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Cathy Robbins Thinking Aloud

Indians and Thanksgiving

Americans can easily recite the story of the first Thanksgiving. In 1621, a group of 53 colonists at Plymouth, MA, after enduring a harsh winter, sat with nearby American Indians - Wampanoag - for a harvest feast. Chief Massasoit himself and some of his men hunted for some deer that they brought to the feast.

What followed the arrival of the Europeans in North America, though, was not quite so festive. As many as 90 percent of the thousands of Wampanoags in Massachusetts and the offshore islands had already succumbed to disease, at first thought to be small pox but subsequently determined to be some other fever condition. By 1621, although they were as weakened as the colonists, they continued to welcome the outsiders. Then in the 1670s, their resistance to conquest led to the near obliteration of the tribes. The English confiscated their lands and enslaved the survivors.

For American Indians, hospitality to strangers was an intrinsic social value, and across the country they accepted the Europeans. In 1540, Hernando de Alvarado undertook an expedition to the settlement called Cicuye in northern New Mexico, and his chronicler admiringly described the pueblo’s full grain stores, impressive architecture and military strength, including 500 warriors. At first the Cicuye people welcomed the visitors with flute music, gifts of clothing and turquoise, and expressions of joy. The Spaniards pressed them for gold, which the Cicuye denied having. Alvarado’s men captured the leader of Cicuye and some other men, took them back down the Rio Grande and held and tortured them for six months.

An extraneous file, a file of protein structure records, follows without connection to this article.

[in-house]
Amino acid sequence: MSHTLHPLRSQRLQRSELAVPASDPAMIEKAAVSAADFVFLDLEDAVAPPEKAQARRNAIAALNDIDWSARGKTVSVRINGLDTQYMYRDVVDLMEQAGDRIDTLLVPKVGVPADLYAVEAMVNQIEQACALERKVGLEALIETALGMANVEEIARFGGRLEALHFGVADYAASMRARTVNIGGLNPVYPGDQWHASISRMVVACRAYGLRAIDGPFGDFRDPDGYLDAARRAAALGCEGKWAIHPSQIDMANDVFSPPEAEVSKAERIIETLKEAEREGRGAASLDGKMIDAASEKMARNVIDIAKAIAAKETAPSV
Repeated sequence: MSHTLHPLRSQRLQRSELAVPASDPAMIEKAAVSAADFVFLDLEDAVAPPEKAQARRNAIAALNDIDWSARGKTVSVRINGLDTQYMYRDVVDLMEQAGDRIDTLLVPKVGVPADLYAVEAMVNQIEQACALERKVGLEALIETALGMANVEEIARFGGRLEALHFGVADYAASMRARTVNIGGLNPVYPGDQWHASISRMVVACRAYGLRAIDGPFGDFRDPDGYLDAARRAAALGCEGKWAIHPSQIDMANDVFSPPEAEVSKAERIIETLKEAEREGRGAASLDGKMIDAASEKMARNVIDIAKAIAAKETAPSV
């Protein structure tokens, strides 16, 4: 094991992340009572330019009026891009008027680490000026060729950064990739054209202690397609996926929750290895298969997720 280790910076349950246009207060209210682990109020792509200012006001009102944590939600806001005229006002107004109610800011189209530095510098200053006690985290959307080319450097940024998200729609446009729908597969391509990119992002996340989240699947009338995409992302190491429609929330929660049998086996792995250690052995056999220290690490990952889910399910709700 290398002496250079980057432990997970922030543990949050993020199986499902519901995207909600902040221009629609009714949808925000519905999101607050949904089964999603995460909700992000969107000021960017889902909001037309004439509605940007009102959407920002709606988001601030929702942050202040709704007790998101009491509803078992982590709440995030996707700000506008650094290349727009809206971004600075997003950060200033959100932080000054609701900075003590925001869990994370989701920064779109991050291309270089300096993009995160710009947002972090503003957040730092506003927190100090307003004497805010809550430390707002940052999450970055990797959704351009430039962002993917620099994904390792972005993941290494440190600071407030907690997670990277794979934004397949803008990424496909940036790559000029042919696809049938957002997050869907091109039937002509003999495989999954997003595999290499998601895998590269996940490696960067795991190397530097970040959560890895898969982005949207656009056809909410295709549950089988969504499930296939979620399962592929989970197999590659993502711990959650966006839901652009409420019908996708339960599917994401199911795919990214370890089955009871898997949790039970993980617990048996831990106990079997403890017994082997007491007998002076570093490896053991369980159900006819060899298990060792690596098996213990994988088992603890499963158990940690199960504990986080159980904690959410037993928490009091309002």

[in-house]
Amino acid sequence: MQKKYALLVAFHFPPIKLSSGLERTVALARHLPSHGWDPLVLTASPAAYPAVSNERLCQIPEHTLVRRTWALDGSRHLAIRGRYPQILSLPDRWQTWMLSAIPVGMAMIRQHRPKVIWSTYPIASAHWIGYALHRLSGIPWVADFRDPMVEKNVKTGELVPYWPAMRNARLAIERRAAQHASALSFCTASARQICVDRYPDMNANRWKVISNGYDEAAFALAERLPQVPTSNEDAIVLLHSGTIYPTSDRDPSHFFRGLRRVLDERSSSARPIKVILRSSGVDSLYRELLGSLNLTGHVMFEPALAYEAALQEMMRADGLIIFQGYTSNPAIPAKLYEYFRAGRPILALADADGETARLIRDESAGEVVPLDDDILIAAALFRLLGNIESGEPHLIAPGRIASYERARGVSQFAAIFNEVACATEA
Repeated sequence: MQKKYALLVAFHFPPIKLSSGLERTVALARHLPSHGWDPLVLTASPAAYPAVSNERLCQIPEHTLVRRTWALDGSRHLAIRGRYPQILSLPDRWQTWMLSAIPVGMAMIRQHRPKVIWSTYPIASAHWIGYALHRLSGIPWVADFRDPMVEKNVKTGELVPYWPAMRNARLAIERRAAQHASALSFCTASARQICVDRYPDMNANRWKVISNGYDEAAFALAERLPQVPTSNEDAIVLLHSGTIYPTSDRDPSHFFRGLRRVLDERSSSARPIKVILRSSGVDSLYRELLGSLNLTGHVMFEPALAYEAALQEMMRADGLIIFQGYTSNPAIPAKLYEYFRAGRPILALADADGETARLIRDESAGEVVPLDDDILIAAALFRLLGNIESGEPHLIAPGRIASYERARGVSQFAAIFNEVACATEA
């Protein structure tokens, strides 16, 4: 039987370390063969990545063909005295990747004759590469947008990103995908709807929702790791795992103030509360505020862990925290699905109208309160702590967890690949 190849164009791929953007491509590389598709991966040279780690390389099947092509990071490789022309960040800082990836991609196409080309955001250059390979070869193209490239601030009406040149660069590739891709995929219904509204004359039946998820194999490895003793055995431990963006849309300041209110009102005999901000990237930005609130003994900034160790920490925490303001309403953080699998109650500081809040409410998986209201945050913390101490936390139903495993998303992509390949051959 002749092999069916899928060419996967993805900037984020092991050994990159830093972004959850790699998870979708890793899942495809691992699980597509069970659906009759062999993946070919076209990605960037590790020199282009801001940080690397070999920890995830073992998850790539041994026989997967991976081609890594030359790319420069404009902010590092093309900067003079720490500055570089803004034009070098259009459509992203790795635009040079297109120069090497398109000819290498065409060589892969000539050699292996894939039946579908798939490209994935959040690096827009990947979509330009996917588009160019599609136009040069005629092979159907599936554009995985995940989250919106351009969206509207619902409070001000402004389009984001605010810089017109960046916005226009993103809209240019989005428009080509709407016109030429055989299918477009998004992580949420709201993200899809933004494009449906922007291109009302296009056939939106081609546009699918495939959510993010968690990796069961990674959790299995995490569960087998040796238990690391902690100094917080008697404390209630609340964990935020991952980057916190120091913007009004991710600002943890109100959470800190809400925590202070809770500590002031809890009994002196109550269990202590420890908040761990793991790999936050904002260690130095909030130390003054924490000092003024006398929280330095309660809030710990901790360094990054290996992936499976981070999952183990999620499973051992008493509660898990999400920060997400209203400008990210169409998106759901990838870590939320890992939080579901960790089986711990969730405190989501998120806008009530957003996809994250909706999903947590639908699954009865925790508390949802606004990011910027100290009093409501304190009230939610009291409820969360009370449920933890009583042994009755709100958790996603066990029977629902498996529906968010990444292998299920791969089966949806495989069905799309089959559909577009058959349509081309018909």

Throughout the Southwest, the Pueblos’ generosity was not returned. The Spaniards’ injustices have been well-documented: slave labor, rape, murder, economic demands, and religious persecution. One scholar has estimated that between 1602 and 1680 the number of Pueblo settlements in the Southwest declined by 62 percent. The Pueblo people of New Mexico revolted in 1680 and drove the Spaniards across the Rio Grande back to Mexico. It was the most successful revolt of Native people against the Europeans in what is now the United States. But the chastened Spaniards returned in 1692 and were able to re-establish themselves.

Certainly, one of the most well-known instances of Native generosity was that shown to Meriwether Lewis and William Clark, as they sought the Northwest Passage to the Pacific Ocean. Accompanying them was Sacagawea, a sixteen-year-old Shoshone Indian woman and guide. The explorers developed relationships with about two dozen Native groups, including the Nez Perce of Idaho. The tribe fed the starving explorers and gave them fuel. But for the support of American Indians, the Lewis and Clark expedition would have perished.

In exchange for their hospitality, in 1877, the homelands of the Nez Perce, which had extended from present-day Oregon across Idaho and Montana, were brutally reduced by 90 percent. A band of 750 Nez Perce, mostly women and children fled to Canada rather than be confined to the reservation. But 2000 U.S. soldiers pursued them for 1000 miles, and the Nez Perce surrendered just south of the border.
Unsurprisingly, American Indians view Thanksgiving Day with ambivalence. While some sit down to the traditional turkey dinner, others are more somber. Since 1970, express a different view of the holiday, United American Indians of New England (UAINE) has gathered every Thanksgiving Day at Plymouth to commemorate what they call a National Day of Mourning.
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